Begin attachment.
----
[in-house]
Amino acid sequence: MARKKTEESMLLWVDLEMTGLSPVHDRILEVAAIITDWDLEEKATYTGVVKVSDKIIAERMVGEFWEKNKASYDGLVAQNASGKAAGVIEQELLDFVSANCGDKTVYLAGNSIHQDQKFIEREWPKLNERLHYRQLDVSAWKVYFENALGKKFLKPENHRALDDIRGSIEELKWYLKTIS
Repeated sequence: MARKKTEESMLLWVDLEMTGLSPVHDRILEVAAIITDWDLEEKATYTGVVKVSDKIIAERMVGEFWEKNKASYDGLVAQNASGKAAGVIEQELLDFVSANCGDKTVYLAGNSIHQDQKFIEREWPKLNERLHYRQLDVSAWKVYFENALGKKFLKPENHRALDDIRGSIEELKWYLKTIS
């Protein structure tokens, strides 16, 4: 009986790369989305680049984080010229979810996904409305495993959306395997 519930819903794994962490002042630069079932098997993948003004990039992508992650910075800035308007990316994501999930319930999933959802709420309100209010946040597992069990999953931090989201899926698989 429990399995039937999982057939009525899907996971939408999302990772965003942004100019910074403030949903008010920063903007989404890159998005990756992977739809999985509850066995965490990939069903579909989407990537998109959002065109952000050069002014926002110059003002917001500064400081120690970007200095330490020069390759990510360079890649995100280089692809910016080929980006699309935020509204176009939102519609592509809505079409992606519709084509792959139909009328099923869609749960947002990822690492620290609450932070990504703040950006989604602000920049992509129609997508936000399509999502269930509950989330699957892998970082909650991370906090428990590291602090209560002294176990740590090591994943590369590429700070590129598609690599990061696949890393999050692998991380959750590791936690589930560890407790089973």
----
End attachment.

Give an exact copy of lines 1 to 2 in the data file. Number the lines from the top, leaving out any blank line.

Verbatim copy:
[in-house]
Amino acid sequence: MARKKTEESMLLWVDLEMTGLSPVHDRILEVAAIITDWDLEEKATYTGVVKVSDKIIAERMVGEFWEKNKASYDGLVAQNASGKAAGVIEQELLDFVSANCGDKTVYLAGNSIHQDQKFIEREWPKLNERLHYRQLDVSAWKVYFENALGKKFLKPENHRALDDIRGSIEELKWYLKTIS